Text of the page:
This cottage was built by William Gaston Allen on the northwest corner of Calhoun and Water Streets in the early 1850s for his wife, Susan Virginia Bolan, and their six children. It is a classic example of a Lowcountry summer cottage with its gabled roof, commodious high-ceiling rooms and windows used for cross-ventilation. The home is raised, and sits on brick piers. It features a wide porch spanning  the south facade.

By 1866, Colonel Allen was bankrupt and a forced sale of the home resulted in his daughter, Susan Virginia, (Mrs. Thomas Postell Lockwood), buying the home for $10. It remained in the family until 1953. Currently the home is owned by Outreach Ministries, Inc. of the Church of the Cross.

Squire Pope’s Summer Home, 111 Calhoun Street, c. 1850

This lot was the summer residence of Squire William Pope of Coggins Point Plantation on Hilton Head Island. There is no record left to tell us what he home looked like, but it was undoubtedly large and handsome, as the Squire was wealthy with a big family. It went up in flames on June 4, 1863 with the wholesale burning of Bluffton’s waterfront.

Following the war, Mrs. Pope and her daughter returned to Bluffton. Virtually destitute, they found the only structures that had not been destroyed were the carriage house and a smaller building nearby (c. 1850). They had them joined together to form the present structure where they lived out their days. The Town of Bluffton has recently purchased the property.

The Card House, 34 Bridge Street, c. 1825

The origin of this antebellum house is difficult to document; however, it is believed to be one of the oldest homes in Bluffton still standing. The first owner of record is William J. Graham, who owned it until 1847. Another deed shows the property was owned by Sarah G. Norton. One William Norton, of St. Helena Island, moved to the Bluffton area around 1800 and resided here until his death in 1817.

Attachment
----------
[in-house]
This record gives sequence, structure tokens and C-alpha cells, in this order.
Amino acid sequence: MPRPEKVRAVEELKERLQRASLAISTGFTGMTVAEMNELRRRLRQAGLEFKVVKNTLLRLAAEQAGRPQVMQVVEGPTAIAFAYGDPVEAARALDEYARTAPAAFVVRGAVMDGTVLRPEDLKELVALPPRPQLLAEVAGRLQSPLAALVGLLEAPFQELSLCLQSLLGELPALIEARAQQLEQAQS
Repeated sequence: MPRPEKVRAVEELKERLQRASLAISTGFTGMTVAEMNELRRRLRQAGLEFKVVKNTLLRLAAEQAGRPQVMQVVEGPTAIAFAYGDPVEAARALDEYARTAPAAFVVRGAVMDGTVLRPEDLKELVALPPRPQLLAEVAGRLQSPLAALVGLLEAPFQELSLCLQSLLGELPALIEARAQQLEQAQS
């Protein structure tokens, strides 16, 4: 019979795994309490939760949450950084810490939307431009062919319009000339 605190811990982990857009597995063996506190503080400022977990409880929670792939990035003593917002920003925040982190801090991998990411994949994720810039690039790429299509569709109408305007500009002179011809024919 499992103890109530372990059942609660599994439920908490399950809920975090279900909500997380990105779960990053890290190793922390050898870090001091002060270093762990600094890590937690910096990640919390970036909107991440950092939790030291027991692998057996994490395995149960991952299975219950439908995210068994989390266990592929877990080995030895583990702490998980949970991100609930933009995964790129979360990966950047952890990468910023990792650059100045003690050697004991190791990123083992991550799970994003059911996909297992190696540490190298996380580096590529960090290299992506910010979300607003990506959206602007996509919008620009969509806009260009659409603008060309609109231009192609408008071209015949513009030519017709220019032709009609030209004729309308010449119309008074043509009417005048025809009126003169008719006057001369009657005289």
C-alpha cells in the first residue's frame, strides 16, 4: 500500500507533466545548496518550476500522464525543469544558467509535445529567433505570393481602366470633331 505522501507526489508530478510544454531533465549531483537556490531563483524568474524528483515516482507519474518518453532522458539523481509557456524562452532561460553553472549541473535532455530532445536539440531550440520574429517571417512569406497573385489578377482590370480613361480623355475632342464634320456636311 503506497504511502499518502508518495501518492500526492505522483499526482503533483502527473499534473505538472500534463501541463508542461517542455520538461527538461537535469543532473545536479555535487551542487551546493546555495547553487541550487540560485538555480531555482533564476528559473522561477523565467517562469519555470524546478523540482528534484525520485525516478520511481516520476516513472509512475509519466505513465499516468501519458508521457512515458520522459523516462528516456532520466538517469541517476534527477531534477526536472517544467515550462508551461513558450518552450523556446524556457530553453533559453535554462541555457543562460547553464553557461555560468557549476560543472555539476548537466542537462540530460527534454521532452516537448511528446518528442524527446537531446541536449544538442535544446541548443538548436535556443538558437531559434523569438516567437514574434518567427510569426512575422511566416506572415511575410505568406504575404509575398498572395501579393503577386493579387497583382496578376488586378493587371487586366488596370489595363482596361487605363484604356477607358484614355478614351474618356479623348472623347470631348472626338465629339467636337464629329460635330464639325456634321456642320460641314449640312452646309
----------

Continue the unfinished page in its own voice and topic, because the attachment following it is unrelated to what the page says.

Why is it called The Card House? One story says that in the late 1840s, during a high-stakes poker game, William Eddings Baynard won the deed to the 1,000-acre Braddock’s Point Plantation on Hilton Head Island from the unfortunate owner, a Mr. John Stoney. From that point on, it has been known as The Card House. The home is currently the owned by Albert Scardino.

The Fripp House, 48 Bridge Street, c. 1830

This three-story frame building on eight-foot piers is believed to have been built by James L. Pope. The earliest records show the property was owned by him prior to 1847. James L. Pope died in 1863 and his son, James Jr., inherited it.

The property remained in the family until 1883 when Mrs. James L. Pope, Jr. sold the house to Rebecca Sims. In 1885, Mr. and Mrs. William J. Fripp acquired the property. The Fripp family owned the house for 34 years; hence the name, “The Fripp House.” Up until 1999, it was used as a bed and breakfast.

The Seabrook House, 47 Lawrence Street, c. 1850

John Archibald Seabrook is believed to be the original owner of this home, built in the 1840s-50s. The home is a typical Lowcountry style—two-story frame weatherboard on six-foot piers. There are two dormer windows on the north and south sides of the steeply pitched gabled roof. On the north side are two tall brick chimneys, and the old summer kitchen (previously detached) was raised on piers and attached during the 20th century.

In 1876, the property was sold to Egbert and Kate H. DuBois. In 2000, the house was purchased and carefully restored by Mr. and Mrs Van DuBose who won the BPHS Caldwell Award for Historic Preservation. The home is presently owned by Cynthia Minard.